Bike Frame and Steering Parts
The image above can be freely shared and reused in its entirety without restriction. It must be used in its entirety, so no edits please.
An important step in performing essential maintenance and repairs is to know your bike inside and out. At Rehook, the correct terminology for these parts is really important to us. So much so, that all new starter learn this on day 1 of joining the business.
When I first started at Rehook, my knowledge of bikes was a little lacking, but through my time here I’ve picked up a lot of new knowledge from writing articles and meeting passionate cyclists, so this blog is my way of sharing that knowledge with all the cyclists that may feel a little unsure on their bike parts. I was in that position myself, and although it may seem intimidating it's really pretty easy to remember once you get used to it! We put together this helpful image as a guide, so whether you're experienced or new to cycling you should be able to follow along using the useful diagram above.
I won’t be going into too much detail here on the specifics of every part, and some of the advantages and disadvantages of certain parts over others, but something like that may come in a future guide, so stay tuned if you’re interested in learning more.
Bike Frame and Steering Parts
The frame of your bike is what everything else is attached to. Some frames are lightweight, some are more durable, they can differ quite a bit depending on the bike and what it is intended for and are typically made from carbon-fibre, aluminium alloys, steel, or even titanium. It’s good to know what kind of frame you have and how to describe each of the parts, so you can get replacements and repairs as they wear.
Fork: The part of your bike frame that connects to your front wheel. Not to be confused with the one you use at the dinner table!
Stem: The part of the bike your handlebars are attached to that allows you to control your wheels by turning them.
Head Tube: The part of your frame that the stem and handlebars attach to, the head tube connects to the fork that moves the front tyre.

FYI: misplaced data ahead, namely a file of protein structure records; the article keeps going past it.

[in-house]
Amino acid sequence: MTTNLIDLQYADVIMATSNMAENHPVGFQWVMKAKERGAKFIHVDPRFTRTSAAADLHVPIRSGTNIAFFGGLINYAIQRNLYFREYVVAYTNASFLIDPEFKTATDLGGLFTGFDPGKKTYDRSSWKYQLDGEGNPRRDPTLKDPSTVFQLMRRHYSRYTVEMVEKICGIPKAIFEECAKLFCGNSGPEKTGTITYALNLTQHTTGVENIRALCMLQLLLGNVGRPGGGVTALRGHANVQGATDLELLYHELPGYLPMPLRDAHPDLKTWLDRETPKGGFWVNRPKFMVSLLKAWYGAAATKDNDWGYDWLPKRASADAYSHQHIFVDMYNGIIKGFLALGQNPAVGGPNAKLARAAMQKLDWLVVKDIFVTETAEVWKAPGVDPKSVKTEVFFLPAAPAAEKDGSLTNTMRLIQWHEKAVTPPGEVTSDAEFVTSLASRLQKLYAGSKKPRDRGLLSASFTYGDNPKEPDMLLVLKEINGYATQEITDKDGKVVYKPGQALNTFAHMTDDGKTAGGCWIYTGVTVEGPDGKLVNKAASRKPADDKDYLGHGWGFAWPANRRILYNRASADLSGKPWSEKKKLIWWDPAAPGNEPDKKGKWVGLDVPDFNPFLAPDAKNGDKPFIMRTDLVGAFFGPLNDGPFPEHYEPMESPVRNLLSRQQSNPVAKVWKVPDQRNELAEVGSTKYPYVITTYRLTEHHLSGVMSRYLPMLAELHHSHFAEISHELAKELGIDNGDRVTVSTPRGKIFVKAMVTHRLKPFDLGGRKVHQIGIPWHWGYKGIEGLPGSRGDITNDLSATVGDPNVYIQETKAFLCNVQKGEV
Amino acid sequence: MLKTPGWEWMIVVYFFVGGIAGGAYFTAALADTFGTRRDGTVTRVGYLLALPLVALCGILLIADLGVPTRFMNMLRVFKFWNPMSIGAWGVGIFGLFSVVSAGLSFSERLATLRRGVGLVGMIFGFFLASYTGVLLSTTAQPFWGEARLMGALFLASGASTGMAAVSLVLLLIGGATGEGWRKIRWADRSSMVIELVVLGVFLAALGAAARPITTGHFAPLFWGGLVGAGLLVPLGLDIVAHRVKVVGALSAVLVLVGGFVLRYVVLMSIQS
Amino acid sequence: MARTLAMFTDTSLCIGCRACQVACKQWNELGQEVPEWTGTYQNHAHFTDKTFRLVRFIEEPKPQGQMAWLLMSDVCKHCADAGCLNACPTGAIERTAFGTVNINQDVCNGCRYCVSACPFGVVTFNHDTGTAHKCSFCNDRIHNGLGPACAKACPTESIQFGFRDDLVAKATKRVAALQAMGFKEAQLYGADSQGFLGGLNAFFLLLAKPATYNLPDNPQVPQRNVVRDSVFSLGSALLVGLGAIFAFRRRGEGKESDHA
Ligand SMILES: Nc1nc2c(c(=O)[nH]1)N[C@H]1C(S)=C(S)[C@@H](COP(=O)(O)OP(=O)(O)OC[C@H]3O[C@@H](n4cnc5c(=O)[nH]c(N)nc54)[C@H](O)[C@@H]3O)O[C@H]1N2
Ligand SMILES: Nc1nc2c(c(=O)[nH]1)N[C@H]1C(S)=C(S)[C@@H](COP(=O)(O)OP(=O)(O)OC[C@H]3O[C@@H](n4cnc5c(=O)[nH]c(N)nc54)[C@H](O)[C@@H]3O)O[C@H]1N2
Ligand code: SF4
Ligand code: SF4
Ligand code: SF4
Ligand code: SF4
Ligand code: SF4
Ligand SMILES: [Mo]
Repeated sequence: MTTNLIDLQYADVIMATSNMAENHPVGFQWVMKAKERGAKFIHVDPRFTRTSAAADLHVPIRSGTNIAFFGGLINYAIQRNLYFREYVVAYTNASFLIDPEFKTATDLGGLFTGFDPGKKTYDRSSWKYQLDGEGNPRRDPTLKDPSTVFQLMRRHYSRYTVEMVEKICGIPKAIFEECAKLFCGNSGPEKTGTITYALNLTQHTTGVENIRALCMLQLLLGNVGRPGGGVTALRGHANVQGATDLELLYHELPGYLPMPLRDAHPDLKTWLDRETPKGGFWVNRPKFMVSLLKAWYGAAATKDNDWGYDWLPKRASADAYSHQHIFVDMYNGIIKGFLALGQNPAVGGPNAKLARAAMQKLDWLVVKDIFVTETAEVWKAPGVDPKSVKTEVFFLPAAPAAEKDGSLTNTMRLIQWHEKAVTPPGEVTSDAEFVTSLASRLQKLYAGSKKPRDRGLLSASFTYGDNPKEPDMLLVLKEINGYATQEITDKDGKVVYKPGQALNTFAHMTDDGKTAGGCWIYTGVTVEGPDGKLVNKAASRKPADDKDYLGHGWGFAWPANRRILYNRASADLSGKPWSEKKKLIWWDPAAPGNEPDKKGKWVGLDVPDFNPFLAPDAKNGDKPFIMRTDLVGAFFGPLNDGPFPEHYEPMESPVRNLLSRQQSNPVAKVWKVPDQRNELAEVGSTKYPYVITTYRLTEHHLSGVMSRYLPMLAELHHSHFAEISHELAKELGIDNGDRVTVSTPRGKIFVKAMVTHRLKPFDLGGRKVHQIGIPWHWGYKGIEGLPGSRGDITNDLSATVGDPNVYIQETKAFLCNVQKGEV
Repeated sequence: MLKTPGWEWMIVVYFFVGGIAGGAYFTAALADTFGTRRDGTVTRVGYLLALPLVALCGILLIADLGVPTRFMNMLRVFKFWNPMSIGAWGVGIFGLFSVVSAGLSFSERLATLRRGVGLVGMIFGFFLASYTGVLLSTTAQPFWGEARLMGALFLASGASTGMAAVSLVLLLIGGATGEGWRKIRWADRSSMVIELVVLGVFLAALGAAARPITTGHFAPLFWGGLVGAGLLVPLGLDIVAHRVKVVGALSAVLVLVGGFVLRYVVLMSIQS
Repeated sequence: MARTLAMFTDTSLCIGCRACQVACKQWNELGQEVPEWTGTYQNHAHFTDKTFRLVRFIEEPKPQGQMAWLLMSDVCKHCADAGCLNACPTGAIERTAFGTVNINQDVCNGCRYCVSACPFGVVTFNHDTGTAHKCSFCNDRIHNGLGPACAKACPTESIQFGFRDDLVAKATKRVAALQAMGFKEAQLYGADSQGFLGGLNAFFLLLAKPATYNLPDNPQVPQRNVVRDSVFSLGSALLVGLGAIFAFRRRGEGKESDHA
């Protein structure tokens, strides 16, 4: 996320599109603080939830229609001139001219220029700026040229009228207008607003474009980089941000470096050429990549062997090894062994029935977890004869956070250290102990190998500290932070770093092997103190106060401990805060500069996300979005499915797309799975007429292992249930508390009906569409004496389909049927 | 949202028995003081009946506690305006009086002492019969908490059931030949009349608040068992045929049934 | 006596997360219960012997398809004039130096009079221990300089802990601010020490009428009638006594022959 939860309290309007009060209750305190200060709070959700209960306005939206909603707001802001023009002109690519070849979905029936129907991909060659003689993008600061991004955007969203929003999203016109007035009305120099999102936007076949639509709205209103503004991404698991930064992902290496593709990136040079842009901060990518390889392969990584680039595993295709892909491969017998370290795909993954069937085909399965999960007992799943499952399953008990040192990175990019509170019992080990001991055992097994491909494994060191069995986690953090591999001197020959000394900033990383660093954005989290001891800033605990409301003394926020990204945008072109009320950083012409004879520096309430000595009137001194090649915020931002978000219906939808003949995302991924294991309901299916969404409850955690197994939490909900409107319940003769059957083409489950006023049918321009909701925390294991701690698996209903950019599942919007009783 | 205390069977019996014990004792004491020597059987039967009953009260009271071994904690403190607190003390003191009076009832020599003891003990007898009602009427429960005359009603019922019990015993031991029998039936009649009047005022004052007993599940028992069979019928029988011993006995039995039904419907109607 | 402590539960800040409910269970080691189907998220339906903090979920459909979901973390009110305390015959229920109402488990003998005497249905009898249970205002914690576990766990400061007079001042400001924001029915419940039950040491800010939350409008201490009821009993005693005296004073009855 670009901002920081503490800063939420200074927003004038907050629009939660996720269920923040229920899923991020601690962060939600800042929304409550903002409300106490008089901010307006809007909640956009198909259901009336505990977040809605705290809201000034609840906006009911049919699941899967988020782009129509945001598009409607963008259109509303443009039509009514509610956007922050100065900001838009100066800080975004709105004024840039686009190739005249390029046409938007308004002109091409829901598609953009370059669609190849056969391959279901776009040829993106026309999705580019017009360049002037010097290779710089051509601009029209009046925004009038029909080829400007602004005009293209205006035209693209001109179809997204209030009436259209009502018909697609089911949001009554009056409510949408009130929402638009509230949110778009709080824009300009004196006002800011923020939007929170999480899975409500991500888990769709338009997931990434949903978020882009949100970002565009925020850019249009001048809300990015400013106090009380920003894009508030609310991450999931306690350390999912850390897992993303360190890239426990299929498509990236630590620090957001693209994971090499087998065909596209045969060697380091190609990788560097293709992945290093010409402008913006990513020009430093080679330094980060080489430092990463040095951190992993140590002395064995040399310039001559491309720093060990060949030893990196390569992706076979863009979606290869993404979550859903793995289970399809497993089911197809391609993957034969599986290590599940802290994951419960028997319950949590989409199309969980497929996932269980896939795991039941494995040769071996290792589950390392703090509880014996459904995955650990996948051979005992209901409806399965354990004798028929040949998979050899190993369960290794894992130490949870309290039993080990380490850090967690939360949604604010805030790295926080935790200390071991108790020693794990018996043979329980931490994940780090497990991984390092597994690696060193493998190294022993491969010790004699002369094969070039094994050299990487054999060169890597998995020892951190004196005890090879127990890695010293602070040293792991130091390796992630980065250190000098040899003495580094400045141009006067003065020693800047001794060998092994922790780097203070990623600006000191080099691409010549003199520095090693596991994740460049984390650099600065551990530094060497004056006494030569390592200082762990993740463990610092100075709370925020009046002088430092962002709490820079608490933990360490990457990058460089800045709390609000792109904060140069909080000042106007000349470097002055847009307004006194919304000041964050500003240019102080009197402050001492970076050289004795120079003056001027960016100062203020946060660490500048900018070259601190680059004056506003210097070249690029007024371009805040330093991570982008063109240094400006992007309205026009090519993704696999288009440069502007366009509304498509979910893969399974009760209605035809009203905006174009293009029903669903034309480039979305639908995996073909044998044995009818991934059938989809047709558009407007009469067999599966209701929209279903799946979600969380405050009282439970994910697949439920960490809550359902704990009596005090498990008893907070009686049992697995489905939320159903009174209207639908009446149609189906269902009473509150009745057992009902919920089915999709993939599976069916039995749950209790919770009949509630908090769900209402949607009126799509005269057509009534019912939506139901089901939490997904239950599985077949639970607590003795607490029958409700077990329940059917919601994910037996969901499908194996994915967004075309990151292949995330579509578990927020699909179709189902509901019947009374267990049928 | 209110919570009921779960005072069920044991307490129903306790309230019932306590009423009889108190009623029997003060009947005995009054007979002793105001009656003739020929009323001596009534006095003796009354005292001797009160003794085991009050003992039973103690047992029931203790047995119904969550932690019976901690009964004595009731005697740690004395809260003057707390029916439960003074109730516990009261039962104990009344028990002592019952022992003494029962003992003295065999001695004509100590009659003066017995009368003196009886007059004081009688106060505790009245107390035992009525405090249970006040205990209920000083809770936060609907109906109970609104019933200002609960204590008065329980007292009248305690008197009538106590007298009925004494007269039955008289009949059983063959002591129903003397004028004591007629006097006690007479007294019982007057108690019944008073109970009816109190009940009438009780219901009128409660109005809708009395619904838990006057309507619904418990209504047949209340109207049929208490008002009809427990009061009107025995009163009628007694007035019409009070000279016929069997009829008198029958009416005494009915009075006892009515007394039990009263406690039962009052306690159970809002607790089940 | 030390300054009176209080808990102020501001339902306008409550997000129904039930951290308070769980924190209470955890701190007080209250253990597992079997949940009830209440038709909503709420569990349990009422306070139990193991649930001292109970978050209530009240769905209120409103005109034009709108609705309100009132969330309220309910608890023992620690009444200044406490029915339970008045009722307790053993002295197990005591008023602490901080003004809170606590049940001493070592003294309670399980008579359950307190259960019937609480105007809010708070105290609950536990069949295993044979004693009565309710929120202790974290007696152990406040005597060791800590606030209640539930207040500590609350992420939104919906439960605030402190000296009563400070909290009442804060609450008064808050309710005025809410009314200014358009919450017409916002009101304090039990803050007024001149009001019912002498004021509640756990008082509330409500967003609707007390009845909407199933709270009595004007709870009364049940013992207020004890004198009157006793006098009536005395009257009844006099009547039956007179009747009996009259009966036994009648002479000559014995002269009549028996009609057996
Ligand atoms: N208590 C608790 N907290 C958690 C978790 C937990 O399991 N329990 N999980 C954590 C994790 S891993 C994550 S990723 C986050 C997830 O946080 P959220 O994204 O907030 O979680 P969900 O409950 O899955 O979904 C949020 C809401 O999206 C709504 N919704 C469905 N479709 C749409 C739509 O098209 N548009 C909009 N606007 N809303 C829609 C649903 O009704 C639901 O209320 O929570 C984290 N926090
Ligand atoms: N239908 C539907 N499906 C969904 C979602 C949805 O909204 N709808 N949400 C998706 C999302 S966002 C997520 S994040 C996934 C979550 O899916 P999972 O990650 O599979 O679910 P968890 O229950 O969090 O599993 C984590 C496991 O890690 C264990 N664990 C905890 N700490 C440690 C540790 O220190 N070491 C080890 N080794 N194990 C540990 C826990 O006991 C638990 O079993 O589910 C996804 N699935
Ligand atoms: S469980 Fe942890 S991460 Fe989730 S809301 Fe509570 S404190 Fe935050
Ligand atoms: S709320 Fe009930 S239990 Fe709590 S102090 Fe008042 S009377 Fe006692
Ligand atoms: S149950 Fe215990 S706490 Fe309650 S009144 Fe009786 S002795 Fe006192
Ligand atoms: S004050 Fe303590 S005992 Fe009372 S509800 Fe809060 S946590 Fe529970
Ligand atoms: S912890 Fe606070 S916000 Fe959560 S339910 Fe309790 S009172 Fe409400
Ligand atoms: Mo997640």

Handlebars: The handlebars are what you grip while riding your bike and allow you to steer the front wheel to control your direction. Most handlebars have a bell so you can make yourself known to other cyclists and motorists, or just annoy your neighbours!
Brake Lever/Brakes: Attached to the handlebars, squeezing the brake lever will activate your brakes, slowing your tyres until they bring you to a stop. Just be careful not to stop too suddenly or you may find yourself flying over the handlebars.
Down Tube: The down tube is part of the bike frame that connects the head tube to the bottom bracket shell.
Bottom Bracket Shell: The bottom bracket on a bicycle is the part of the frame that connects the crank and chainring to the bicycle, allowing them to rotate freely. Often abbreviated as BBS.
Shifter: Also known as the bicycle shifter, gear control or gear levers, this is the component used to control the gearing mechanisms and select the desired gear ratio depending on the current situation and terrain. It is usually attached to the frame but the location can vary slightly depending on the model of bike.
Seatstay: The seatstay is a bicycle frame tube that runs diagonally downward from the top of the seat tube to the rear dropouts to help stabilise your saddle.
Seat Tube: Part of your bike frame that attaches to the seat stay, keeping the saddle stable.
Saddle/Seatpost: A fairly simple one, the saddle is the part of the bike you sit on. Atop the seat post, it can be adjusted to better fit your height.
The chain is a really important part of your bike, as it is what actually lets you move. Without the chain, you could pedal all day and not go anywhere, which is why it’s good to know how to fix your chain in a pinch.
Chain: Your chain is what connects your pedals to your drive-wheel, allowing the motion of pedalling to move you forwards. If your chain slips free, you won’t be able to go anywhere until you hook it back on, which is exactly what our Rehook tool is designed for!